So, converting to fifths tuning not only extended the range of notes, but also resulted in me adopting a different technique which enriches the way I play the bass. I am a very, very happy bassist and glad I took the risk!


  10. jlattuada


    Apr 25, 2001
    Richmond, Va
    Are there any strings available which are already designed for playing in 5ths?

    As a cellist, I have thought about this from time to time.

  11. There are, but there is not much choice. I believe Velvet and Thomastik offer a fifths set. What I use is a low B string tuned to C, a solo E (which is a F# at concert pitch) tuned to G, a regular D and a solo A string.


  12. Vunz, good for you takes a lot of courage to do someting like that.
    I been intrigued by the thought of tuning to 5ths, but I’m afraid to tighten the strings too high. I’ve tried in the past but when I started on the D, the bass started to make sinister settling type noises and I stopped.
    Can any luthiers comment on whether a fairly sound carved ¾ can take the added load. I’m guessing that since people are tuning to 5th that it should be fine, but expert option would make me feel better about trying it. I’ve tried tuning the fat string to a C then orienting everything in 5th’s from that but everything buzzes at that tension.
  13. Hi Fred,

    When retuning a normal fourths set to fifths, only the high G string has to be tuned higher, all the other strings remain either the same pitch (the D) or tuned lower (A to G, E to C). So, trying out fifths tuning by detuning a conventional set (as I initially did), does not put any additional strain to your bass.

    Likewise, tuning a low B a half step up to C and a low F sharp to G is not crucial, either. At least not on my bass. I did take my bass to a luthier who changed the tuning and did the necessary adjustments for me (widening the nut slots of the lowest string etc.). Yet all in all, I do not believe the additional strain is damaging for your instrument. But I would like to hear some experts' comments on this as well.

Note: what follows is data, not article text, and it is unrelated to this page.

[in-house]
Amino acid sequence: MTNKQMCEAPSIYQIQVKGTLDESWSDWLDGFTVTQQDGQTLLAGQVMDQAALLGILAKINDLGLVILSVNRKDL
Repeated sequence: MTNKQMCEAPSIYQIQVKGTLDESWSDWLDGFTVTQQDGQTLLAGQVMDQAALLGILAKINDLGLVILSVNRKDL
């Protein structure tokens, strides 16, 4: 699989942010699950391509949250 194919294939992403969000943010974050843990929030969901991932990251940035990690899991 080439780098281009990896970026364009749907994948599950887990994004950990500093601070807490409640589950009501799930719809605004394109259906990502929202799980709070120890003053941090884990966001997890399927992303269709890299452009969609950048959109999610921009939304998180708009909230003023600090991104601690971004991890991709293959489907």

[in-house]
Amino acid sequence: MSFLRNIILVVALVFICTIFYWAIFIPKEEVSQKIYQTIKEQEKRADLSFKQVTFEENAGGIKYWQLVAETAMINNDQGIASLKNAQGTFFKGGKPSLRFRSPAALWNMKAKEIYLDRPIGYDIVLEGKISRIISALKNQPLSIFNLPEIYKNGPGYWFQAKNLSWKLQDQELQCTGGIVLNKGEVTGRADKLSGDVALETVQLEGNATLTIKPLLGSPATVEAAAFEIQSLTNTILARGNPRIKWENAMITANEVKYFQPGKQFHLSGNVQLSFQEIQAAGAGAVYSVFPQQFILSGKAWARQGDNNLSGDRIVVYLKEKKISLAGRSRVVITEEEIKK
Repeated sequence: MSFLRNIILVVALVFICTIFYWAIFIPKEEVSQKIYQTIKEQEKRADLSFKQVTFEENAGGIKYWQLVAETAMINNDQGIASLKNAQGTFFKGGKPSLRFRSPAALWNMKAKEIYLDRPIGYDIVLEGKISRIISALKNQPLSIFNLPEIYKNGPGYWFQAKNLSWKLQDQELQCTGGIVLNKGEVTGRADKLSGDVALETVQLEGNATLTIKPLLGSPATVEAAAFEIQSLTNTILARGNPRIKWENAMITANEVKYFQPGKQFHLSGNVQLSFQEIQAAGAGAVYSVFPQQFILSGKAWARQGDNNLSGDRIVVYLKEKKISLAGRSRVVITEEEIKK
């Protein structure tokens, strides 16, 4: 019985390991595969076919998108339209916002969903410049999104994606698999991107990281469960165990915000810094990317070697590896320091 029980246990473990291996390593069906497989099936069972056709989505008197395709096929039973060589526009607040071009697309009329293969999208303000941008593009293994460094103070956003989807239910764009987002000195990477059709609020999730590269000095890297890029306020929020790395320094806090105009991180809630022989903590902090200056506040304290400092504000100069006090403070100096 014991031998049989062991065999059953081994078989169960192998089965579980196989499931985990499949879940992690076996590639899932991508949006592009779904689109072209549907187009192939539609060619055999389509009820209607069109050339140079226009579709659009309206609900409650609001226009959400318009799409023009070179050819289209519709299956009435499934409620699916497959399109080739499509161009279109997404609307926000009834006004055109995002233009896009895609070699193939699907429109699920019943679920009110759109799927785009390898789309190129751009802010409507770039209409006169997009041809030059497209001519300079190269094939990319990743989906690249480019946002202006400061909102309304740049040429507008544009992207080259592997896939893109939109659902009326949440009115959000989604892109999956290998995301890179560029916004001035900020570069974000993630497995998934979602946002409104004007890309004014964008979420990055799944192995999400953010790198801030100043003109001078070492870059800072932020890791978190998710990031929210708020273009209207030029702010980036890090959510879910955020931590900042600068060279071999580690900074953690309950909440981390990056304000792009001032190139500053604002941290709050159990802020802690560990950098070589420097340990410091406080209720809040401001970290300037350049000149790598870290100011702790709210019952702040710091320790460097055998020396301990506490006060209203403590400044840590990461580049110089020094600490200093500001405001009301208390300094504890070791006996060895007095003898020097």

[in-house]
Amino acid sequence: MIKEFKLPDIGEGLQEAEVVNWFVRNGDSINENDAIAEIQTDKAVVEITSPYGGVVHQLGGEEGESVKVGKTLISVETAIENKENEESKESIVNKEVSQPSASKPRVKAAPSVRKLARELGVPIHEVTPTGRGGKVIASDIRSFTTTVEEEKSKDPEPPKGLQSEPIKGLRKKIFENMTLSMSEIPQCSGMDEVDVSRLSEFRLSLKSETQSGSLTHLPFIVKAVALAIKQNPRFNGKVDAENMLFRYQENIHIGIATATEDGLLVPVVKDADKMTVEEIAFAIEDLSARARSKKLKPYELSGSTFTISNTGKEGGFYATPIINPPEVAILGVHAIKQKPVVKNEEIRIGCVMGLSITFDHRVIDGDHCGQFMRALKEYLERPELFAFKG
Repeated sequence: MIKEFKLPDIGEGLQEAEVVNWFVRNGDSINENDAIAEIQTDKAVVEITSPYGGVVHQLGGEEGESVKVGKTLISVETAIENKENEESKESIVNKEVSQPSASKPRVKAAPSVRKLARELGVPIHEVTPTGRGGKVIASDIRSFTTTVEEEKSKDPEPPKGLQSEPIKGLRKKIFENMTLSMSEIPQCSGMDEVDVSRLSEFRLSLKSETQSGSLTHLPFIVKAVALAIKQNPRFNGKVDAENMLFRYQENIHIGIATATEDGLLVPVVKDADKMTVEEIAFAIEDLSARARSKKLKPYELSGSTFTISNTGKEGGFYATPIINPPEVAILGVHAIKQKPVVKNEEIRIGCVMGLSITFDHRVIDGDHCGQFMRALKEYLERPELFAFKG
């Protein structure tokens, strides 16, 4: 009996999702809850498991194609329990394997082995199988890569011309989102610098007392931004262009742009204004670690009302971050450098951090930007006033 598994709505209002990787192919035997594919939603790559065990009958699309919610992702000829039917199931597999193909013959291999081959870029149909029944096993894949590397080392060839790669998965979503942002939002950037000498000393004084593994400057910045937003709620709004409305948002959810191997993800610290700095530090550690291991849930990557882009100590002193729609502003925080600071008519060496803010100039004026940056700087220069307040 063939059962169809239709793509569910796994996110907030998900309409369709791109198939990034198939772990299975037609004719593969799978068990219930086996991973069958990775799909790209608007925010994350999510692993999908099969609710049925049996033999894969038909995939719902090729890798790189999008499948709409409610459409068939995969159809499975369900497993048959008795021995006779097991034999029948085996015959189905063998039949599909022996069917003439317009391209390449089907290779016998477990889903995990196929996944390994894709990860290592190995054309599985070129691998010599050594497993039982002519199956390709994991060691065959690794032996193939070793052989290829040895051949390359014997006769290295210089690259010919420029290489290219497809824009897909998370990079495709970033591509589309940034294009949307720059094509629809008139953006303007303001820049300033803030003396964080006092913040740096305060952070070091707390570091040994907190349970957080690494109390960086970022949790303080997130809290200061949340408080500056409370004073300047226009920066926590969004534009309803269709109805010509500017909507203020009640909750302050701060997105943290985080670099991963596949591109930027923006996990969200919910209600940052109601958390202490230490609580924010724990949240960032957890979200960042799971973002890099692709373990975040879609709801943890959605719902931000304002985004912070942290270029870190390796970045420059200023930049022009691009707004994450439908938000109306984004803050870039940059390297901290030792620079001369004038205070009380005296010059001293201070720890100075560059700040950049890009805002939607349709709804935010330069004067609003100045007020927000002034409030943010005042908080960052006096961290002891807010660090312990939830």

14. I've been using fifths tuning since June and prefer it by far to fourths. The only caveat is that I've kept the high string as a "G" but that gives the instrument the natural harmonic from the lowest string, "C", and the next one, the low "G". I've also found that my instrument sounds better, more open and resonant. The challenge for me was to adjust bow speed on the two lower strings in order to get more efficient vibration from the strings. That is now starting to gel nicely.
    The left hand issues also resolve themselves rather easily. Multiple string crossings are much fewer now because larger intervals are easier to finger on adjacent strings. A section in the "Pastoral" Symphony has now become very manageable when before it had been a struggle.
    Overall I'm very happy with this change and will continue it.
  15. pklima


    May 2, 2003
    Kraków, Polska
    I just made the switch yesterday after finishing up recording some material I've learned in fourths. Haven't really had time to play much as it was pretty late by the time I was done and I have elderly neighbors but I'm in the fifths club now.

    I've played mandolin, tenor banjo, mandocello and bass guitar tuned in fifths so finding the notes shouldn't be too hard. I'll have to rethink the way I finger things, though.

    I'm using the Velvet 180 strings. I used the old-style Velvet 180s in fourths. Are the new ones lower in tension? It seems like my action has risen. Might have to tweak the adjusters...
  16. Welcome to the 5ths club! Glad you started this thread again!
    I tried an old set of the 180's and just couldn't get the nice lows and consistency that comes out of the Spiros. I'm not a Velvet expert, but do your 180's have the loop end? I know the new 180's & old 180's are completely different. I think Velvet has Garbos or Animas available in 5ths now. You may want to give them a try if you can find and/or afford them. I still gravitate back to Thomastiks. I use Spiro weich for Low C & G, and Dominants for D & A. I LOVE this combination.
  17. pklima


    May 2, 2003
    Kraków, Polska
    Old 180s = loop end. New 180s = straight end, you tie them yourself. I can tell you that they are completely different strings, yes!

    I'm gonna try the Spiros on an Ergo EUB that I just ordered. But my main bass seems to like the low tension of the Velvets.